PENDLETON — More than two months after the Oregon Department of Corrections informally agreed to a new deal with the state’s community colleges, Blue Mountain Community College is closing in on a new contract to continue offering adult education classes at Eastern Oregon Correctional Institution and Two Rivers Correctional Institution.
As a part of the new deal, BMCC no longer negotiates directly with the state prison system to pay for its programs. Instead, the DOC now has an agreement with the Oregon Higher Education Coordinating Commission, which is negotiating contracts with BMCC and the other community colleges that offer adult education courses in state prisons.
Jennifer Black, a communications manager with the department of corrections, explained how the new deal works and how it benefits the DOC.
“The Department of Corrections (DOC) has a signed Interagency Agency Agreement with HECC,” she wrote in an email. “HECC will use the month of February to get contracts in place with the colleges. There was a one-month extension with the community colleges at the new rate. We are pleased that the agreements include increased student contact hours, educational programming at all DOC institutions, and the beginnings of a unified delivery of educational services. DOC remains committed to continued improvements in our education services.”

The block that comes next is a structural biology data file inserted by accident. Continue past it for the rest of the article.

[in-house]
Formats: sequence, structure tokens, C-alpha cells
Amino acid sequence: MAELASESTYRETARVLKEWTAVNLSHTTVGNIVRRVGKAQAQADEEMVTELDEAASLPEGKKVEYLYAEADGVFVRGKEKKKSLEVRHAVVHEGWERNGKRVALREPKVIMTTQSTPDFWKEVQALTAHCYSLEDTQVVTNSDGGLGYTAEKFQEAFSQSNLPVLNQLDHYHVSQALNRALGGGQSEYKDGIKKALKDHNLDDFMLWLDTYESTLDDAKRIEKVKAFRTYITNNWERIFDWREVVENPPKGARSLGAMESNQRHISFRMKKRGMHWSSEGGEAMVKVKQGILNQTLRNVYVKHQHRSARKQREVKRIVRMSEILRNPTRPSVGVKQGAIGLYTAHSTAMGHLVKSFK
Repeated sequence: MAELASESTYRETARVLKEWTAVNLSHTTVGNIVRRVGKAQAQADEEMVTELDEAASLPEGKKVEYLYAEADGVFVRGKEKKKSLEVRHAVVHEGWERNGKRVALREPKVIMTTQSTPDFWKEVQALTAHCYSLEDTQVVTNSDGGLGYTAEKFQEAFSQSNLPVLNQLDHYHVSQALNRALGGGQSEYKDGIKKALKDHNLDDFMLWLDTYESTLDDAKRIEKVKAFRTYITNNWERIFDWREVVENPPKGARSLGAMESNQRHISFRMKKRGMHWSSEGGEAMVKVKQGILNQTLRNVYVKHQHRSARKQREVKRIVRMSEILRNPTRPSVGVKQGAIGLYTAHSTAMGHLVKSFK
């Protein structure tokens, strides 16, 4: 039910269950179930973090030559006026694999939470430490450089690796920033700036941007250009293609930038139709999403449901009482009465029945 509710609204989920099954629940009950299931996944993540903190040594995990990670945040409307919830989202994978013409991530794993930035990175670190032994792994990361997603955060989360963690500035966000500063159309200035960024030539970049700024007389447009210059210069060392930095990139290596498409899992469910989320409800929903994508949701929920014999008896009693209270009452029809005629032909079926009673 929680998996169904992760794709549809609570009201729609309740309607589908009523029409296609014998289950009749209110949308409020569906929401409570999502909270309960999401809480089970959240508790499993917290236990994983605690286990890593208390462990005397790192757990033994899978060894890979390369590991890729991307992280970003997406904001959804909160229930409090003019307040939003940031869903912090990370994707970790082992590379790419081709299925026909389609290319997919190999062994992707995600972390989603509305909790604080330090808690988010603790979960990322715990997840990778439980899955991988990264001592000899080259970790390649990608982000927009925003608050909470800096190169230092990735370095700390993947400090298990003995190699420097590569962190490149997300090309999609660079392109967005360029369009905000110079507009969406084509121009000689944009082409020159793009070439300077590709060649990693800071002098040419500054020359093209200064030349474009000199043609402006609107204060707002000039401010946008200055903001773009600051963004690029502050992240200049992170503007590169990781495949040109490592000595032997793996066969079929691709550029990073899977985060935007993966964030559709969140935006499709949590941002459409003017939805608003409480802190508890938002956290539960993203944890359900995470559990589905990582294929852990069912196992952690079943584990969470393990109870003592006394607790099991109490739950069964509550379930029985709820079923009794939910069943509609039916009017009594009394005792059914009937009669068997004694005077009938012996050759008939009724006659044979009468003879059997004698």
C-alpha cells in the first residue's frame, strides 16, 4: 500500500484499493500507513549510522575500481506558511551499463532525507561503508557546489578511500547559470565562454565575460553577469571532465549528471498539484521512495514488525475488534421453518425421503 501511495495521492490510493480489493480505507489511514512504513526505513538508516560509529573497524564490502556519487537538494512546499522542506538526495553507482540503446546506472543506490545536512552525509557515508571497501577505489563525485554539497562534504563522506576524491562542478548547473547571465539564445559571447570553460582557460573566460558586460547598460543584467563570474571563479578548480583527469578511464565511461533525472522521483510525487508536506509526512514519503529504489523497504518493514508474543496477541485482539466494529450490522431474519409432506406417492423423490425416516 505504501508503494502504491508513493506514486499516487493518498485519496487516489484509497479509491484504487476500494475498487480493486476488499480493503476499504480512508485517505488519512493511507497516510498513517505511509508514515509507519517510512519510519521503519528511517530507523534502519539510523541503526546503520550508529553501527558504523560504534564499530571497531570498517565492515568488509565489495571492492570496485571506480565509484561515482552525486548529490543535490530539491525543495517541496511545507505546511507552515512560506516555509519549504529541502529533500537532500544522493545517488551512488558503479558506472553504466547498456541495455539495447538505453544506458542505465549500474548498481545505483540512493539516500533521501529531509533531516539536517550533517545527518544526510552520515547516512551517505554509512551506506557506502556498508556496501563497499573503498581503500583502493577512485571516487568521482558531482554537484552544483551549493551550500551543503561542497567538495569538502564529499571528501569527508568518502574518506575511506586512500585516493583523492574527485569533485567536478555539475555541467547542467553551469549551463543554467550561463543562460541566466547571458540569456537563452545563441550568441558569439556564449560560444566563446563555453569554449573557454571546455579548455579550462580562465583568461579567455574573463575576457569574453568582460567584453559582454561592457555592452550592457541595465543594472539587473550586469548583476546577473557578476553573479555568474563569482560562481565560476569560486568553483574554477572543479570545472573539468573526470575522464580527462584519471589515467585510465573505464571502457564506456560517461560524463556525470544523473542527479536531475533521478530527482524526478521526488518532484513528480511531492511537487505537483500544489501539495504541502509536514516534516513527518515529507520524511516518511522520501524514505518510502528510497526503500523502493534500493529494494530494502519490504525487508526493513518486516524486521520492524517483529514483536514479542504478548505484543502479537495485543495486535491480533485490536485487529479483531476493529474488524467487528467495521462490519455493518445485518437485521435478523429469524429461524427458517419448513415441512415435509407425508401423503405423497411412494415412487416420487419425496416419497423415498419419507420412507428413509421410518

The change in the way the department of corrections pays for its educational services arose from an announcement over the summer that it intended to let its contracts with the community colleges expire in January so that it could take the program in-house.
The community colleges that served those prisons objected, and after initially reaffirming its decision, DOC returned to the negotiating table.
BMCC and the other community colleges still found themselves at a disadvantage when DOC accepted the lowest possible offer out of a wide range of options. Moving forward with that offer meant that Blue Mountain would see its annual contract decrease from $3 million to $1.25 million.
BMCC President Dennis Bailey-Fougnier said the college is using its expanded negotiating window to work with its unions to try to minimize layoffs.
As it stands currently, Bailey-Fougnier estimates the college will need to eliminate one or two administrative positions and as many as three faculty positions.